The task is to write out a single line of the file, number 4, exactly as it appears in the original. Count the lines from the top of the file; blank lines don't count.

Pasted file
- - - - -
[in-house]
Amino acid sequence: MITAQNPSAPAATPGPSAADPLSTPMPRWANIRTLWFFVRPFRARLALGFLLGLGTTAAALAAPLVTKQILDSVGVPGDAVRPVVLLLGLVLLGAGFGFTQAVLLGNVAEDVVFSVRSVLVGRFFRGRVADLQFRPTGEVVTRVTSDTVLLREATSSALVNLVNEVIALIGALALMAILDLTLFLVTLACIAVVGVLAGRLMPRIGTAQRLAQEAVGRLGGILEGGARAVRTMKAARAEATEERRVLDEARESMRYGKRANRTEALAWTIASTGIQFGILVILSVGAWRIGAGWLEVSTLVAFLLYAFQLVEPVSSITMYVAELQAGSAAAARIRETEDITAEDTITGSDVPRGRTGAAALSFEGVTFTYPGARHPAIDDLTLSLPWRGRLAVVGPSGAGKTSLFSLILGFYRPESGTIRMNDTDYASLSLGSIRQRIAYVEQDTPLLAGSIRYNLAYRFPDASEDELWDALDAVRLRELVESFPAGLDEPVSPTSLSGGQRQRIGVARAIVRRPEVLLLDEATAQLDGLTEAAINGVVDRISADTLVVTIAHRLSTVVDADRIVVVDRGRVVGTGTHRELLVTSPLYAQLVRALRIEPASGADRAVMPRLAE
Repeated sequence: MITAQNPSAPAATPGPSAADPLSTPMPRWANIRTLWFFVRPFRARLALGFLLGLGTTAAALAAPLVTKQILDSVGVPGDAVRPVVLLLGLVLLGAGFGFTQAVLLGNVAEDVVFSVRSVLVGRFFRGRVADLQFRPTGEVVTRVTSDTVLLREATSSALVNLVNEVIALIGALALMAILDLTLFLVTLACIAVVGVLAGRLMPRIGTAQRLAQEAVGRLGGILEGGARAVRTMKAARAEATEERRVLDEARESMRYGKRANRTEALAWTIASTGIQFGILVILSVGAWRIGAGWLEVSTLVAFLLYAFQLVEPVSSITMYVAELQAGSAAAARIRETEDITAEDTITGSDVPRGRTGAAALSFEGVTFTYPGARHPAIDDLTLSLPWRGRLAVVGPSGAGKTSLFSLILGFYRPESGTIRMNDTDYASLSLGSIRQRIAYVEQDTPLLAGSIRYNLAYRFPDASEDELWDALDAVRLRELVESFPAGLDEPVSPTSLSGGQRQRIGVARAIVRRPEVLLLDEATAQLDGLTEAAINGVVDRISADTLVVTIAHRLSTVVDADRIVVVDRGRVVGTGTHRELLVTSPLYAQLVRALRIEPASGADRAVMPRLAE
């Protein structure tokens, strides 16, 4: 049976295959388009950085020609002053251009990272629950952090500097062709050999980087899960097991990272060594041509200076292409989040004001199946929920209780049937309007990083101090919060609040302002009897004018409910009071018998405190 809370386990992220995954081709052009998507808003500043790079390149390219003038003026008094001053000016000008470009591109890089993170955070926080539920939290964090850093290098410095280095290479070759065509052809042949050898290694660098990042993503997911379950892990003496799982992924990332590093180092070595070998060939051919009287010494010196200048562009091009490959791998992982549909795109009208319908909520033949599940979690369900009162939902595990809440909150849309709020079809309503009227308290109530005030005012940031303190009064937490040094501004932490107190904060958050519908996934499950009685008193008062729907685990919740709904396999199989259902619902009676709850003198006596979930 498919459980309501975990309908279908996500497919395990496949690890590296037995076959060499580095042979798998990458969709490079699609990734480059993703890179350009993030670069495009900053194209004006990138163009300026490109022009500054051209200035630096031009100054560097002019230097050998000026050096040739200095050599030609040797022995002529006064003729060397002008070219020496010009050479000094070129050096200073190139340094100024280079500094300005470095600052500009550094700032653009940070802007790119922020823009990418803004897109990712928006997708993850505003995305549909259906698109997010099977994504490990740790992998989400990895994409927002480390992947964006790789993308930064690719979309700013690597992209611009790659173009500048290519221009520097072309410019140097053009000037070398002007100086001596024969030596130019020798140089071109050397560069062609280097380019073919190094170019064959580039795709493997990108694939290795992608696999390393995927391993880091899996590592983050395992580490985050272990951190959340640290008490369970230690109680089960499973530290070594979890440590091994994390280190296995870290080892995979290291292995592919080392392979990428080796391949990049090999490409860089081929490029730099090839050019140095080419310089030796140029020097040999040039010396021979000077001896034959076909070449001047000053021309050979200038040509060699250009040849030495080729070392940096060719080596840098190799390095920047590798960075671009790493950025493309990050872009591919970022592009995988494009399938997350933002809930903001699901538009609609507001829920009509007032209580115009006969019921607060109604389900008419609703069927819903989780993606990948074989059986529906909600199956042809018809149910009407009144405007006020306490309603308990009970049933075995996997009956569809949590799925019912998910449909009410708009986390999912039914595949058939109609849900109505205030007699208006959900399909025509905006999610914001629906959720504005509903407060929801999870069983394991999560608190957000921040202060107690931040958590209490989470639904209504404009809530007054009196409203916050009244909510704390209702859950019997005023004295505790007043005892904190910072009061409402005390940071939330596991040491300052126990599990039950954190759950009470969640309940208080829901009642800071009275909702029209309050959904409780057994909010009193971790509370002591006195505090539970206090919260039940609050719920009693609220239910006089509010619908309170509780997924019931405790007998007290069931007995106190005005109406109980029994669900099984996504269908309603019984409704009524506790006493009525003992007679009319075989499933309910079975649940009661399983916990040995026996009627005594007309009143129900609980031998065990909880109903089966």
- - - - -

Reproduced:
């Protein structure tokens, strides 16, 4: 049976295959388009950085020609002053251009990272629950952090500097062709050999980087899960097991990272060594041509200076292409989040004001199946929920209780049937309007990083101090919060609040302002009897004018409910009071018998405190 809370386990992220995954081709052009998507808003500043790079390149390219003038003026008094001053000016000008470009591109890089993170955070926080539920939290964090850093290098410095280095290479070759065509052809042949050898290694660098990042993503997911379950892990003496799982992924990332590093180092070595070998060939051919009287010494010196200048562009091009490959791998992982549909795109009208319908909520033949599940979690369900009162939902595990809440909150849309709020079809309503009227308290109530005030005012940031303190009064937490040094501004932490107190904060958050519908996934499950009685008193008062729907685990919740709904396999199989259902619902009676709850003198006596979930 498919459980309501975990309908279908996500497919395990496949690890590296037995076959060499580095042979798998990458969709490079699609990734480059993703890179350009993030670069495009900053194209004006990138163009300026490109022009500054051209200035630096031009100054560097002019230097050998000026050096040739200095050599030609040797022995002529006064003729060397002008070219020496010009050479000094070129050096200073190139340094100024280079500094300005470095600052500009550094700032653009940070802007790119922020823009990418803004897109990712928006997708993850505003995305549909259906698109997010099977994504490990740790992998989400990895994409927002480390992947964006790789993308930064690719979309700013690597992209611009790659173009500048290519221009520097072309410019140097053009000037070398002007100086001596024969030596130019020798140089071109050397560069062609280097380019073919190094170019064959580039795709493997990108694939290795992608696999390393995927391993880091899996590592983050395992580490985050272990951190959340640290008490369970230690109680089960499973530290070594979890440590091994994390280190296995870290080892995979290291292995592919080392392979990428080796391949990049090999490409860089081929490029730099090839050019140095080419310089030796140029020097040999040039010396021979000077001896034959076909070449001047000053021309050979200038040509060699250009040849030495080729070392940096060719080596840098190799390095920047590798960075671009790493950025493309990050872009591919970022592009995988494009399938997350933002809930903001699901538009609609507001829920009509007032209580115009006969019921607060109604389900008419609703069927819903989780993606990948074989059986529906909600199956042809018809149910009407009144405007006020306490309603308990009970049933075995996997009956569809949590799925019912998910449909009410708009986390999912039914595949058939109609849900109505205030007699208006959900399909025509905006999610914001629906959720504005509903407060929801999870069983394991999560608190957000921040202060107690931040958590209490989470639904209504404009809530007054009196409203916050009244909510704390209702859950019997005023004295505790007043005892904190910072009061409402005390940071939330596991040491300052126990599990039950954190759950009470969640309940208080829901009642800071009275909702029209309050959904409780057994909010009193971790509370002591006195505090539970206090919260039940609050719920009693609220239910006089509010619908309170509780997924019931405790007998007290069931007995106190005005109406109980029994669900099984996504269908309603019984409704009524506790006493009525003992007679009319075989499933309910079975649940009661399983916990040995026996009627005594007309009143129900609980031998065990909880109903089966």